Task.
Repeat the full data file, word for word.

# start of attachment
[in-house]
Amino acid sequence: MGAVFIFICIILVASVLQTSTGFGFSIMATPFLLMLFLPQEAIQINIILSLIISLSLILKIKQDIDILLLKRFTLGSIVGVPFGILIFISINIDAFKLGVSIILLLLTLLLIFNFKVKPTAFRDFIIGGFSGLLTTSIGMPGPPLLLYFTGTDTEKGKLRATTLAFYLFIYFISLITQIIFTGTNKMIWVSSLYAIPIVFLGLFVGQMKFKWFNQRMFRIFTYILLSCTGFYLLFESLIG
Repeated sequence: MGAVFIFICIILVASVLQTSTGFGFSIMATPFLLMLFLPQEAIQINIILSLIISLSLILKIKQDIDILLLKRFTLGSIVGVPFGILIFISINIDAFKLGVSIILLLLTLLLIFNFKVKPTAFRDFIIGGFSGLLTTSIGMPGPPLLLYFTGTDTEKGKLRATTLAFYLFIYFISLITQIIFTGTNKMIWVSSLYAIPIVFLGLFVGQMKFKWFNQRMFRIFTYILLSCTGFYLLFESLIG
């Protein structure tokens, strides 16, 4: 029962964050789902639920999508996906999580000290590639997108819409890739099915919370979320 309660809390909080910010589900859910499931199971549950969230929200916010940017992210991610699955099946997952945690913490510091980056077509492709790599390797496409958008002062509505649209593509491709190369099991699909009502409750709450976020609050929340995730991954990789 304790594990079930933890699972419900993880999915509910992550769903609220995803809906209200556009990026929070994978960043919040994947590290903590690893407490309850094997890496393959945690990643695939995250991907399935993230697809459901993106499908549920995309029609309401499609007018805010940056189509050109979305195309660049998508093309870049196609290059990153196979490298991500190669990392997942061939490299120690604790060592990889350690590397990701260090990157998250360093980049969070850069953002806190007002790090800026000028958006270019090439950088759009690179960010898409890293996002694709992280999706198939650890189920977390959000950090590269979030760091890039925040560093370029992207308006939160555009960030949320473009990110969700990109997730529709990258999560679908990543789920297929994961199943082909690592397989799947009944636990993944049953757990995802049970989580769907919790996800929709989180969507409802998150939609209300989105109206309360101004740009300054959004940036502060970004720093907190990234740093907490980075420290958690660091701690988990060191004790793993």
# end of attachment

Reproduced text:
[in-house]
Amino acid sequence: MGAVFIFICIILVASVLQTSTGFGFSIMATPFLLMLFLPQEAIQINIILSLIISLSLILKIKQDIDILLLKRFTLGSIVGVPFGILIFISINIDAFKLGVSIILLLLTLLLIFNFKVKPTAFRDFIIGGFSGLLTTSIGMPGPPLLLYFTGTDTEKGKLRATTLAFYLFIYFISLITQIIFTGTNKMIWVSSLYAIPIVFLGLFVGQMKFKWFNQRMFRIFTYILLSCTGFYLLFESLIG
Repeated sequence: MGAVFIFICIILVASVLQTSTGFGFSIMATPFLLMLFLPQEAIQINIILSLIISLSLILKIKQDIDILLLKRFTLGSIVGVPFGILIFISINIDAFKLGVSIILLLLTLLLIFNFKVKPTAFRDFIIGGFSGLLTTSIGMPGPPLLLYFTGTDTEKGKLRATTLAFYLFIYFISLITQIIFTGTNKMIWVSSLYAIPIVFLGLFVGQMKFKWFNQRMFRIFTYILLSCTGFYLLFESLIG
């Protein structure tokens, strides 16, 4: 029962964050789902639920999508996906999580000290590639997108819409890739099915919370979320 309660809390909080910010589900859910499931199971549950969230929200916010940017992210991610699955099946997952945690913490510091980056077509492709790599390797496409958008002062509505649209593509491709190369099991699909009502409750709450976020609050929340995730991954990789 304790594990079930933890699972419900993880999915509910992550769903609220995803809906209200556009990026929070994978960043919040994947590290903590690893407490309850094997890496393959945690990643695939995250991907399935993230697809459901993106499908549920995309029609309401499609007018805010940056189509050109979305195309660049998508093309870049196609290059990153196979490298991500190669990392997942061939490299120690604790060592990889350690590397990701260090990157998250360093980049969070850069953002806190007002790090800026000028958006270019090439950088759009690179960010898409890293996002694709992280999706198939650890189920977390959000950090590269979030760091890039925040560093370029992207308006939160555009960030949320473009990110969700990109997730529709990258999560679908990543789920297929994961199943082909690592397989799947009944636990993944049953757990995802049970989580769907919790996800929709989180969507409802998150939609209300989105109206309360101004740009300054959004940036502060970004720093907190990234740093907490980075420290958690660091701690988990060191004790793993």